The Spring Mountain District AVA is located at a low point in the Mayacamas Mountains on the western side of the Napa Valley in California. The Spring Mountain after which it was named forms part of the Mayacamas Mountains which divide Napa from Sonoma Valley. It was awarded AVA status in 1993.
ŠNapa Valley Vintners
The mesoclimate here is similar to that in the neighboring Diamond Mountain District immediately to the north, and benefits from the cooling effects of elevation. Spring Mountain is significantly higher (approximately 820ft/250m so) above sea level than Diamond Mountain. This lifts the vineyards out of the stifling air which collects on the valley floor on still summer afternoons. However, this means the vines do not benefit from the cool, damp air and fog which roll up the valley from San Pablo Bay in the morning and early evening.
Located just south of Calistoga and west of St Helena, the Spring Mountain District AVA occupies 8600 acres (3480ha) of rolling vineyard, scrubland and forest on the western side of Napa Valley. Most Spring Mountain vineyards are located 400–600m above sea level, scattered among the various peaks and troughs created by the low mountain topography. The sun-baked, rocky, infertile slopes provide the perfect level of stress for the vines, forcing them to dig deep, strong root systems. When well managed, this results in small yields of intensely flavored grapes with a good balance of sugars and acidity.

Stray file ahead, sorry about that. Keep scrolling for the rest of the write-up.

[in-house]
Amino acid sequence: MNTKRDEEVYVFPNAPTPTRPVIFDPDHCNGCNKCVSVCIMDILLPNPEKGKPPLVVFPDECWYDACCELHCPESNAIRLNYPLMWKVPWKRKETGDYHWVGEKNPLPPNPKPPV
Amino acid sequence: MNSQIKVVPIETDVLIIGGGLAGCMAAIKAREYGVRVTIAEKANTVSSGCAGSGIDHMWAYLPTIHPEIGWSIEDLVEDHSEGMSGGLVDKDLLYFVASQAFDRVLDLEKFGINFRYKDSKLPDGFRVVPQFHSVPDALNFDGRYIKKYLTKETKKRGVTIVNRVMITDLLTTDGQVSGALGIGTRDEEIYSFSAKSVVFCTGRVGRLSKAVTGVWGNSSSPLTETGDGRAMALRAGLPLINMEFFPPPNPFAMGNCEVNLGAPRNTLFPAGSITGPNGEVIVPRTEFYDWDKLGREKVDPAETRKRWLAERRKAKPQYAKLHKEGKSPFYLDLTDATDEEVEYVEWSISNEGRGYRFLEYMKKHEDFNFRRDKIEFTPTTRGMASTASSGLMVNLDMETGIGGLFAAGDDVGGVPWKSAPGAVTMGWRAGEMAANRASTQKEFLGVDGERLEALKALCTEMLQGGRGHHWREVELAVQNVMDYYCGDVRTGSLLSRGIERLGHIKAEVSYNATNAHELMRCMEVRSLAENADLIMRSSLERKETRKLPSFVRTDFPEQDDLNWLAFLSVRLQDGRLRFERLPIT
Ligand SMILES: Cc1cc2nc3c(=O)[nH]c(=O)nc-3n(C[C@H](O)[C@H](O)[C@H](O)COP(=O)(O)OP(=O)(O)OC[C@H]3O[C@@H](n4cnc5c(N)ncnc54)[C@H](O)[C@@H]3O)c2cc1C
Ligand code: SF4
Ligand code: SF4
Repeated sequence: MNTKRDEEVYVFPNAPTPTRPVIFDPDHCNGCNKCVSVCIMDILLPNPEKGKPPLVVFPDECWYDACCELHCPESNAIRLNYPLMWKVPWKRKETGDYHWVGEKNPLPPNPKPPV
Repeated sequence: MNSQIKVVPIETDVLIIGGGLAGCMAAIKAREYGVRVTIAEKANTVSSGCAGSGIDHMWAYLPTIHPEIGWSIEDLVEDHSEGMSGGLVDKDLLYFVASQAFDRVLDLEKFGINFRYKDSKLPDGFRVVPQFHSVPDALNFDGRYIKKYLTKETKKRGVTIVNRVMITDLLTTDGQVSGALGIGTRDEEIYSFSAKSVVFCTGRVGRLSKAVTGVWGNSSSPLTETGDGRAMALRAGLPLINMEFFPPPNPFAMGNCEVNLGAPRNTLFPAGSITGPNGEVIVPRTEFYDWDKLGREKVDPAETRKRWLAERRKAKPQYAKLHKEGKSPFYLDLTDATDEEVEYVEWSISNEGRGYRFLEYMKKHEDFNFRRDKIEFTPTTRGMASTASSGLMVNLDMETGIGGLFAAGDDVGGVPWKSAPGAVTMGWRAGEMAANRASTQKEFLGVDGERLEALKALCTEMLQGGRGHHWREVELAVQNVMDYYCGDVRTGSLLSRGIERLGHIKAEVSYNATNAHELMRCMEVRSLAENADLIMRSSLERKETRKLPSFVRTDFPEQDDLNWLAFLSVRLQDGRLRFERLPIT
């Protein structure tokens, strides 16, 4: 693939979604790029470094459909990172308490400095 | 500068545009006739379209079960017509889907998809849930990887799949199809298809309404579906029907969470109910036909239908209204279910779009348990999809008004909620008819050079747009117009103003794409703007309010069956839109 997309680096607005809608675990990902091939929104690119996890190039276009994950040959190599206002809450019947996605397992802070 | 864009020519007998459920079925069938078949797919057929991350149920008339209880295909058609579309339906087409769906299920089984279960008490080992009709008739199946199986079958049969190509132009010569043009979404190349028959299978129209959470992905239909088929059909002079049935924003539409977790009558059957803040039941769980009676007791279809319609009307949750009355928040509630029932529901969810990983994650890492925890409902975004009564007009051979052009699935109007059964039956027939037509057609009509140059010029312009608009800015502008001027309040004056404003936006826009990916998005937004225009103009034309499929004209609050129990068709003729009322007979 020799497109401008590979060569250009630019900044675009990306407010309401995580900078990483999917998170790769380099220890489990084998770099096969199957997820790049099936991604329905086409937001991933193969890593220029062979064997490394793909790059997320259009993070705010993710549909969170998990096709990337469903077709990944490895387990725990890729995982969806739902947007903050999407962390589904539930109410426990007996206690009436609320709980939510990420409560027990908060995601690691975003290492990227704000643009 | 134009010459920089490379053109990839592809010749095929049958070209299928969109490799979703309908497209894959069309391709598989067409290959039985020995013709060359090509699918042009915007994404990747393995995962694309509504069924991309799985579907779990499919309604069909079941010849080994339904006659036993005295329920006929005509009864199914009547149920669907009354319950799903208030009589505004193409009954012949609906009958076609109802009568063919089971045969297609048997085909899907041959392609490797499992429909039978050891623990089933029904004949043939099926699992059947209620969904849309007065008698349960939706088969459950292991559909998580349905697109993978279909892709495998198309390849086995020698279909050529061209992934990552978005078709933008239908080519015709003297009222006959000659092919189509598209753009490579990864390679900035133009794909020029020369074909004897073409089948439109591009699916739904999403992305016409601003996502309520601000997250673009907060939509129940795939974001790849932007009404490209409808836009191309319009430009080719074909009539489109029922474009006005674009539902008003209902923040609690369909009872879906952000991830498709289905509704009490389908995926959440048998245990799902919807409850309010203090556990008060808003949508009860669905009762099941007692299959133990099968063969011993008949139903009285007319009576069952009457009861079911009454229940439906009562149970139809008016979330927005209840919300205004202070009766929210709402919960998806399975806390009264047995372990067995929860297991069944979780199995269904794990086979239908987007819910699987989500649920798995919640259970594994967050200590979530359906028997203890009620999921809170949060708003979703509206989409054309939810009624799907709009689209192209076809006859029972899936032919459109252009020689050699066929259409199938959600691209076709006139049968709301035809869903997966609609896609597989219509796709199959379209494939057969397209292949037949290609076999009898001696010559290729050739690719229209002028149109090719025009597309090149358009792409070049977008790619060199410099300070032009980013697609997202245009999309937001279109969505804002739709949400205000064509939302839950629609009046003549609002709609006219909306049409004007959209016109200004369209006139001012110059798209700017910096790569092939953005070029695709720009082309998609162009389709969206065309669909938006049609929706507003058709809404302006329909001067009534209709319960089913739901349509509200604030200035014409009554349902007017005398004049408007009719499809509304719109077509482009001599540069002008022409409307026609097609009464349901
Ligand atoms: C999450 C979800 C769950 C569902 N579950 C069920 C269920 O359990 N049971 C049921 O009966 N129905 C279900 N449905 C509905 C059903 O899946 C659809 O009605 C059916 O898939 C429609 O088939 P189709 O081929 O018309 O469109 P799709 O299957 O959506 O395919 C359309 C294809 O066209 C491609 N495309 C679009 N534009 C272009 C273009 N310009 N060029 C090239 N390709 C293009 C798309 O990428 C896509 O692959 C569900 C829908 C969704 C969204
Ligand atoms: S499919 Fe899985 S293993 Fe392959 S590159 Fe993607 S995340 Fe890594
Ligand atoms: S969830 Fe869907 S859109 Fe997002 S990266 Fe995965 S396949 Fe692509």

The wineries in this small region produce mostly red wines, with Cabernet Sauvignon as the mainstay. Spring Mountain District wines often include softer tannins and big fruit flavors. This is largely due to marine breezes from the Pacific Ocean just 30 miles (48km) to the west cooling the land during the day, followed by warm nights. These help the red grapes to ripen fully while maintaining acidity and primary fruit characters. Reputable wines are also made from Merlot, Zinfandel and Chardonnay.
Before the variety fell from favor in the 1980s, Riesling was among the more commonly seen white-grape varieties here, but now just a few rows of the vines remain. The sight of Riesling vines on terraced hillsides was evocative of many vineyard areas in south-western Germany, even if those produced in Spring Mountain District were decidedly riper, richer and more phenolic.